Key Species: landlocked salmon, lake trout, smallmouth bass, white perch, whitefish, pickerel
Best Way to Fish: boat, canoe, ramp Best Time to Fish: May through September MAG: 35, B-3
Description: West Grand Lake is big and deep, covering 14,340 acres, with depths up to 128 feet. It is connected to Junior Lake (Site 60) by a water thoroughfarea waterway, without flowage, that connects two bodies of water. The famous Grand Laker canoe, a specialized fishing craft made to accept an outboard motor on its square stern, was designed for use on this lake; modern versions as well as venerable specimens can be seen here.
There is little opportunity to fish from shore. Boats should be at least 14 feet long, with lengths of 16 feet or more preferred for safety. West Grand Lake can become a raging sea during windstorms. Special regulations include a slot limit on bass and a no-kill, artificials-only season from October 1 through October 15. Lodging is available in Grand Lake Stream. Marks, Hardwood, and Kole Kill islands offer primitive campsites.
Fishing index: As soon as the ice leaves, usually sometime in late April or early May, West Grand Lake comes alive with anglers seeking landlocked salmon. Trolling, either with streamer flies or live smelt, is the most common method. When the water warms up, usually sometime in June, anglers use deep-trolling tactics for landlocked salmon and lake trout, although it is possible to take the occasional fish near the surface at any time. These tactics include smelt fished with downriggers, and lake trolls or dodgers fished with a lead-core line, with a smelt, minnow, or small fly such as Jerry’s smelt for bait. Popular spots for landlocked salmon include Whitney Cove, Bear Island, The Narrows, Norway Point, and Marks and Hardwood islands.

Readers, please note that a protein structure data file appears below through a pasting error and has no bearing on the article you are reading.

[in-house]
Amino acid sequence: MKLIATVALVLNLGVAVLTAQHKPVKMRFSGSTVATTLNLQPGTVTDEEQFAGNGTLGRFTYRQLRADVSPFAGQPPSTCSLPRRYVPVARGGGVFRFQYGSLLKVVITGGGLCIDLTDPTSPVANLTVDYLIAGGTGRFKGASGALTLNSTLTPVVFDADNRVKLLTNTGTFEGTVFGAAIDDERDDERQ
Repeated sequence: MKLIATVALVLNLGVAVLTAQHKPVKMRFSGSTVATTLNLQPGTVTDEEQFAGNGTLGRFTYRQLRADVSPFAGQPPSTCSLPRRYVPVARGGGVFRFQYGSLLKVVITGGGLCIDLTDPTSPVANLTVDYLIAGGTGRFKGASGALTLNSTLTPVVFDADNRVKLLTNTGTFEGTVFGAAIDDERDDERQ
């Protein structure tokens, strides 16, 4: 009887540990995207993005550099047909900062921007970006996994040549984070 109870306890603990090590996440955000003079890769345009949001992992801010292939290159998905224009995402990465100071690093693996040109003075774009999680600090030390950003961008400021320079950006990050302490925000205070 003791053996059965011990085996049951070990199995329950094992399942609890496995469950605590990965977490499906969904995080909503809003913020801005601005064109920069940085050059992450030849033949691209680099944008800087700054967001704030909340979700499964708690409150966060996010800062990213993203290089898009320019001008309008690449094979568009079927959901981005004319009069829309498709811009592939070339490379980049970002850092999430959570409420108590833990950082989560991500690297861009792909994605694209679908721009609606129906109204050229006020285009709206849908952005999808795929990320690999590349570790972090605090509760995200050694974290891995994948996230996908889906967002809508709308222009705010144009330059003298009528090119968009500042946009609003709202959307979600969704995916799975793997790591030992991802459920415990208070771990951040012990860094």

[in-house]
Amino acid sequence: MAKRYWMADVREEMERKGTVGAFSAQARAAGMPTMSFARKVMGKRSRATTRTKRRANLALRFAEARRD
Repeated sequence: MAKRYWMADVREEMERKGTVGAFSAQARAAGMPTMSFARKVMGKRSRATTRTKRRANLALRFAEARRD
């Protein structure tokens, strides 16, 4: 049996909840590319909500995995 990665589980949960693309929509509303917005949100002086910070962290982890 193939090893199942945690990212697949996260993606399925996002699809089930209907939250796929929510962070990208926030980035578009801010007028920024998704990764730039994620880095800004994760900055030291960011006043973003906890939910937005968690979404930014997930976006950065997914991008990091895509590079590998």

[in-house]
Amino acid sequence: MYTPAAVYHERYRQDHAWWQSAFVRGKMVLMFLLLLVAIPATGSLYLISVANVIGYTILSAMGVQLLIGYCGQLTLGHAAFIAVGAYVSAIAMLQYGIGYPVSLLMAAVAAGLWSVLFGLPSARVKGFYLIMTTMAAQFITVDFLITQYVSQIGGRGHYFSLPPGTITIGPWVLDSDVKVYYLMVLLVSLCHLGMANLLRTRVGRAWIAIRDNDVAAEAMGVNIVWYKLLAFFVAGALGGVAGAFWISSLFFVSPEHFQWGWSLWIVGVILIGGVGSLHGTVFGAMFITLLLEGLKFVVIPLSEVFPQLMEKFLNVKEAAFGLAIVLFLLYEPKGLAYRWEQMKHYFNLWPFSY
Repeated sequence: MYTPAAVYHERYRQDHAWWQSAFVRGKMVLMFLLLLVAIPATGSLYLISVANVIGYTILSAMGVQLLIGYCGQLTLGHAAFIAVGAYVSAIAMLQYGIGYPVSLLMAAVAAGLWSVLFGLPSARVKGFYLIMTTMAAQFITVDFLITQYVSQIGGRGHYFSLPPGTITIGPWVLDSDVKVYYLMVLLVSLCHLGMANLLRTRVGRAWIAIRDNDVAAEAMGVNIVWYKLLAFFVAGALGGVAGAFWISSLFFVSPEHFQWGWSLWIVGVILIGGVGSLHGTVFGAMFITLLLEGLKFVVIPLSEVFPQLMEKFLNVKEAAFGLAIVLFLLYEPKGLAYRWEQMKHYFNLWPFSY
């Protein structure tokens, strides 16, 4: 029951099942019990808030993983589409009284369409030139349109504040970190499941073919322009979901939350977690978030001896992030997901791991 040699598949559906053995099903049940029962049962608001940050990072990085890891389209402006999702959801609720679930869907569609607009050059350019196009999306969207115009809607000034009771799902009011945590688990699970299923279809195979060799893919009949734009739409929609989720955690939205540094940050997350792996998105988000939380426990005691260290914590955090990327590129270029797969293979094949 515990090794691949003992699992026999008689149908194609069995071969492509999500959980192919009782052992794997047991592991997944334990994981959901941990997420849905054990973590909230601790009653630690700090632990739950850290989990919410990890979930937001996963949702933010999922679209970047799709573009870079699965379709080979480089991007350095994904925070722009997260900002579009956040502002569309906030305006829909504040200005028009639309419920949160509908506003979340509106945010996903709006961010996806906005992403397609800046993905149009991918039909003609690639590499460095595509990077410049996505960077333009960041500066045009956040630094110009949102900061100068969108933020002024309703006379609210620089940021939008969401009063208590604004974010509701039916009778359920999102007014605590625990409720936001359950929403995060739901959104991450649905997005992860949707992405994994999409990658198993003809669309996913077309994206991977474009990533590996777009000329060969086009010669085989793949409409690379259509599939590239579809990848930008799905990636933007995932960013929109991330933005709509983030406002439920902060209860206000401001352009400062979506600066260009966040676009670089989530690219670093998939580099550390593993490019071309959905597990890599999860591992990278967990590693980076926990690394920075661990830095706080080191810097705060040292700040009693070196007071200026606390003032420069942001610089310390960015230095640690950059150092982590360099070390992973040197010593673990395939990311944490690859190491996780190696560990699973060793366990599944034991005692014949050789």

Lake trout sometimes offer trollers an unexpected bonus.The water in the middle of West Grand Lake is uniformly deep (generally more than 60 feet), perfect for summertime lake trout fishing.
Smallmouth bass, until recently a universally ignored species, are on the spawning beds in June and offer fantastic fishing. When fishing for smallmouths, ultralight spinning tackle fans use Mepps spinners, small lead-head jigs (yellow and chartreuse are the best colors for the jig bodies), tiny Rapalas, and small casting spoons such as the Dardevle. Fly rodders use small poppers and deer-hair bugs, woolly buggers, and leech patterns. With a rocky shoreline, plus many points, coves, and islands, the entire lake offers good smallmouth bass fishing. Pug Lake, a narrow finger of Junior Bay in the northwest part of West Grand Lake, is a favorite spot.
In summer, look for white perch near the shore in relatively shallow water. Daytime fishing with small rubber-bodied jigs and live bait gets results, as does evening fishing with dry flies.
Directions: From Princeton, drive north on U.S. Route 1 and take the first left. Follow this road to the village of Grand Lake Stream. The boat landing is at the foot of the lake, right in the village. An alternate landing is located in Whitney Cove, accessible by Amazon Mountain Road, the same road used to get to Lower Oxbrook Lake (Site 59).
For more information: Call the Maine Department of Inland Fisheries & Wildlife in Machias.
Lower Oxbrook Lake is best fished by canoe. White perch, salmon, and brook trout provide plenty of sport on this wilderness lake.